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On This Day: More than 1,000 pilgrims killed in Baghdad stampede

On Aug. 31, 2005, close to 1,000 people died in a stampede and the partial collapse of a bridge over the Tigris River in northern Baghdad.

By UPI Staff
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An Iraqi soldier stands guard during the reopening of the Al-Aima bridge which spans the Tigris River linking the centuries-old neighborhoods of Kadhimiyah and Adhamiyah on November 11, 2008, in Baghdad. Authorities in Baghdad opened the bridge linking historic Sunni and Shiite districts that was closed in 2005 after nearly 1,000 Shiite pilgrims perished in a deadly stampede. File Photo by Ali Jasim/UPI
An Iraqi soldier stands guard during the reopening of the Al-Aima bridge which spans the Tigris River linking the centuries-old neighborhoods of Kadhimiyah and Adhamiyah on November 11, 2008, in Baghdad. Authorities in Baghdad opened the bridge linking historic Sunni and Shiite districts that was closed in 2005 after nearly 1,000 Shiite pilgrims perished in a deadly stampede. File Photo by Ali Jasim/UPI | License Photo

Aug. 31 (UPI) -- On this date in history:

In 1897, Thomas Edison was awarded a patent for his movie camera, the Kinetograph.

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In 1888, prostitute Mary Ann Nichols became the first reported victim of the London serial killer known as "Jack the Ripper."

In 1903, a Packard automobile completed a 52-day journey from San Francisco to New York, becoming the first car to cross the nation under its own power.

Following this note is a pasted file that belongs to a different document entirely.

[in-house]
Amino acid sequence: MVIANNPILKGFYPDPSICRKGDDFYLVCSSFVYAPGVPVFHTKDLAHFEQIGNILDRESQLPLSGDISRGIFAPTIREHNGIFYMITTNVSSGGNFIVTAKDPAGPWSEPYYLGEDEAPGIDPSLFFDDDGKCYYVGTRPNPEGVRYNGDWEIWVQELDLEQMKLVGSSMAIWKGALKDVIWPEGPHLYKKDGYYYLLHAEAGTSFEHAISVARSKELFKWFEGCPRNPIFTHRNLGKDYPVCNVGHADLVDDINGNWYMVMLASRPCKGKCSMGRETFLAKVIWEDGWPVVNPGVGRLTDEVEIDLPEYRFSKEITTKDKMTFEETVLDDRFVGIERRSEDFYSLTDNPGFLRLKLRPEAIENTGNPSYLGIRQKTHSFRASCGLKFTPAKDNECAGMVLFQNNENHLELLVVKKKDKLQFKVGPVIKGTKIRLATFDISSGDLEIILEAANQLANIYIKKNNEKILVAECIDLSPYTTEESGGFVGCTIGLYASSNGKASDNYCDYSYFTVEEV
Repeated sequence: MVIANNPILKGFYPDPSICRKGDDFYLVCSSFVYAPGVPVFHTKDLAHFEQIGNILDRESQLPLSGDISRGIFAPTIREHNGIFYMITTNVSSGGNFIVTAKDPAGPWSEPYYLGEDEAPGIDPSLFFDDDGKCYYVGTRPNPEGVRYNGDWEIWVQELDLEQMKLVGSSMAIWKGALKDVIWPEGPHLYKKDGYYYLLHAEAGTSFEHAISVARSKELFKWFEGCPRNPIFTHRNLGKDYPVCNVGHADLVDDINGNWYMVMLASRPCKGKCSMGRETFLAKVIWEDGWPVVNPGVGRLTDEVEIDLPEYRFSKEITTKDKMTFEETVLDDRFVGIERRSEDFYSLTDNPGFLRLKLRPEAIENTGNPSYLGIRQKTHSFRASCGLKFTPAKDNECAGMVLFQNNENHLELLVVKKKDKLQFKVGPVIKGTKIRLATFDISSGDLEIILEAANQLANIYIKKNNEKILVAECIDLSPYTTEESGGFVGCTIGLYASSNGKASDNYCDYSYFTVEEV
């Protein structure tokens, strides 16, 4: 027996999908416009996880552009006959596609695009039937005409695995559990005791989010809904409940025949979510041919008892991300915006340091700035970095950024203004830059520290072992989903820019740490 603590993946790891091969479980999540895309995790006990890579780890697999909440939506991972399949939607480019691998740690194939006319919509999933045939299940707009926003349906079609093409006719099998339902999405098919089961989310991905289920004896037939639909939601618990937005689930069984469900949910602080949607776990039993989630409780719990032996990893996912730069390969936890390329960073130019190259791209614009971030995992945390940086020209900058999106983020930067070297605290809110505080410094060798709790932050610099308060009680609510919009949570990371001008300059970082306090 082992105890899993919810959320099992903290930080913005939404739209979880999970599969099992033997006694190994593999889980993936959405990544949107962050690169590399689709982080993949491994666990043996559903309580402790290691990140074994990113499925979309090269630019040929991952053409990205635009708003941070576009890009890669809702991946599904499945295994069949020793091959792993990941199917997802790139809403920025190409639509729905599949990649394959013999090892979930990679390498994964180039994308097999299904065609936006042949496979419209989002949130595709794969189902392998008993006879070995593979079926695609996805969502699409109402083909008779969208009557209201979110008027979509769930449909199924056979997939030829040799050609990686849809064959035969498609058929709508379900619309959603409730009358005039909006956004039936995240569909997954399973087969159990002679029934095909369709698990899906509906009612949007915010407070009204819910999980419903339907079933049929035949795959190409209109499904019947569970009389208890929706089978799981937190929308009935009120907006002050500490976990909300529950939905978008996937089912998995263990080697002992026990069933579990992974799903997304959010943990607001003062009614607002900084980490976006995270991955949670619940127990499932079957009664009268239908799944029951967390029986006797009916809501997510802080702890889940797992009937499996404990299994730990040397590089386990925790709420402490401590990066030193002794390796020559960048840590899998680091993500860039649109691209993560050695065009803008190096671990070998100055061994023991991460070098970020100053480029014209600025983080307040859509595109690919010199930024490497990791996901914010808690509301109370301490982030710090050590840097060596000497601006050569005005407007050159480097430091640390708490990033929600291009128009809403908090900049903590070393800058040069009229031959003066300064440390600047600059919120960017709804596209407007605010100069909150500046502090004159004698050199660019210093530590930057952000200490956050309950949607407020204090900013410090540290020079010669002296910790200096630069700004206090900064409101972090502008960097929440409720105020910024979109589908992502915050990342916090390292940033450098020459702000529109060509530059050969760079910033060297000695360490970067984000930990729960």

In 1955, William G. Cobb demonstrated the first solar car, a miniature he dubbed the sunmobile, at the General Motors car show in Chicago.

In 1986, an Aeromexico DC-9 collided with a single-engine plane over Cerritos, Calif., killing 82 people, including 15 on the ground.

In 1997, Britain's Princess Diana died of injuries following a car accident in Paris that also killed her companion, Dodi Fayed, and their driver, Henri Paul.

UPI File Photo

In 2003, a Russian K-159 nuclear-powered submarine was lost in the Barents Sea, claiming the lives of nine of its 10-member crew. Russian authorities blamed negligence by navy officials.

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In 2004, in the first major attacks inside Israel in nearly six months, Palestinian suicide bombers blew up two buses almost simultaneously in Beersheba, killing 16 passengers and wounding more than 80.

In 2005, close to 1,000 people, most of whom were Shiite pilgrims, died in a stampede and the partial collapse of a bridge over the Tigris River in northern Baghdad.

In 2010, U.S. President Barack Obama announced the end of the American combat mission in Iraq, seven years after the war began.

In 2013, U.S. President Barack Obama, in a TV speech from the White House Rose Garden, said, "Ten days ago, the world watched in horror as men, women and children were massacred in Syria in the worst chemical weapons attack of the 21st century." He said the United States had presented a "powerful case" that the Syrian government was responsible for the attack and was ready to take military action against Syrian President Bashar al-Assad, pending approval by Congress.

File Photo by Kristoffer Tripplaar/Pool/UPI
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